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Merger reversal in St. Louis: Implementation and implications

Lookup NU author(s): Dr Daniel Duncan

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This work is licensed under a Creative Commons Attribution 4.0 International License (CC BY 4.0).


Abstract

While examples have been clearly attested in the literature, the reversal of a merger is an uncommon occurrence that apparently contradicts principles underlying sound change. Understanding the implications of merger reversal therefore requires understanding of their implementation: whether there was a full merger in the first place, the phonetic path taken to separate the merger, and whether there was a social motivation behind the reversal. I take this approach to a case study of the traditional start-north merger of St. Louis English, which has reversed in recent decades. I show that the merger was a most likely a near merger, the reversal was achieved by raising north and fronting start, and that the reversal, at least the raising of north, was socially motivated. I argue that the data highlights the role of perceptual salience in reversing mergers and illustrates that merger reversal can at times be chain shift-like in appearance, if not execution.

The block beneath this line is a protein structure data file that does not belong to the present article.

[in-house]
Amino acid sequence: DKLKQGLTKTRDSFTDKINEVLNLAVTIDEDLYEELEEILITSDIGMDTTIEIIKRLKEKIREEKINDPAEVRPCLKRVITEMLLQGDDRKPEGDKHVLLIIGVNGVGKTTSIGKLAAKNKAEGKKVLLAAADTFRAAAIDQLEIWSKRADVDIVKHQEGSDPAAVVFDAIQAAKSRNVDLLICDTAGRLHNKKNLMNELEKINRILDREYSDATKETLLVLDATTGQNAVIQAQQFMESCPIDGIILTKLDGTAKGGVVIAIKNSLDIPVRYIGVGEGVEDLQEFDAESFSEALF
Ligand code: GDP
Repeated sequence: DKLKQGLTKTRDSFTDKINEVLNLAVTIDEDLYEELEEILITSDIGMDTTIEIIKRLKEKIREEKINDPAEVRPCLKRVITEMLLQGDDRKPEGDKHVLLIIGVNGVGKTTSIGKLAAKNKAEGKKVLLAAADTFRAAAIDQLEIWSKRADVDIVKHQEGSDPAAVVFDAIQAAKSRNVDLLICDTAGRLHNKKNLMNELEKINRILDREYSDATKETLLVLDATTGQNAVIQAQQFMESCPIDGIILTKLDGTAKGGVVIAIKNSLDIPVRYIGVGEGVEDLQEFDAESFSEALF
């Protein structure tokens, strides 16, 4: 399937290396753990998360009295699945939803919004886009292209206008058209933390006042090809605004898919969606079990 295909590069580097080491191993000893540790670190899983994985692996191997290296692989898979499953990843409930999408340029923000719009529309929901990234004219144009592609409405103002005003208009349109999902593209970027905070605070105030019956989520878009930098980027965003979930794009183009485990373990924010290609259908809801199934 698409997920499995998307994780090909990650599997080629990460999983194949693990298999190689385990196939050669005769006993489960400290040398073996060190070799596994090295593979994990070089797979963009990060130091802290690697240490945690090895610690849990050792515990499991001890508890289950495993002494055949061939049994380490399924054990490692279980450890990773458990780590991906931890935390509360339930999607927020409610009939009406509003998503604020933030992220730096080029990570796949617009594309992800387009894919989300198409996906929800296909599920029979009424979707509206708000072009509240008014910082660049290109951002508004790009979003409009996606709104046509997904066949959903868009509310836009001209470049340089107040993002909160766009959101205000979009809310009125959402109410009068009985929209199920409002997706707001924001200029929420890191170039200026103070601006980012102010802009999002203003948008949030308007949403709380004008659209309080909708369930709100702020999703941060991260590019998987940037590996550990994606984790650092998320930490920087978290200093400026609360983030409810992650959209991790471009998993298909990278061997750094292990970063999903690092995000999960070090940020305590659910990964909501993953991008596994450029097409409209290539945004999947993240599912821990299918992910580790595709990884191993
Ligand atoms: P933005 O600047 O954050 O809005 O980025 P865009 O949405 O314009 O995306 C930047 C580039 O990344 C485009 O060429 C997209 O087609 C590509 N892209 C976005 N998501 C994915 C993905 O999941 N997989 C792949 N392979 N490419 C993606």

Publication metadata

Author(s): Duncan D

Publication type: Article

Publication status: Published

Journal: Journal of English Linguistics

Year: 2022

Volume: 50

Issue: 1

Pages: 72-105

Print publication date: 01/03/2022

Online publication date: 01/04/2022

Acceptance date: 08/08/2021

Date deposited: 09/08/2021

ISSN (print): 0075-4242

ISSN (electronic): 1552-5457

Publisher: Sage Publications Ltd.

URL: https://doi.org/10.1177/00754242221083648

DOI: 10.1177/00754242221083648


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Funding

Funder referenceFunder name
BCS-1651102 DDRI

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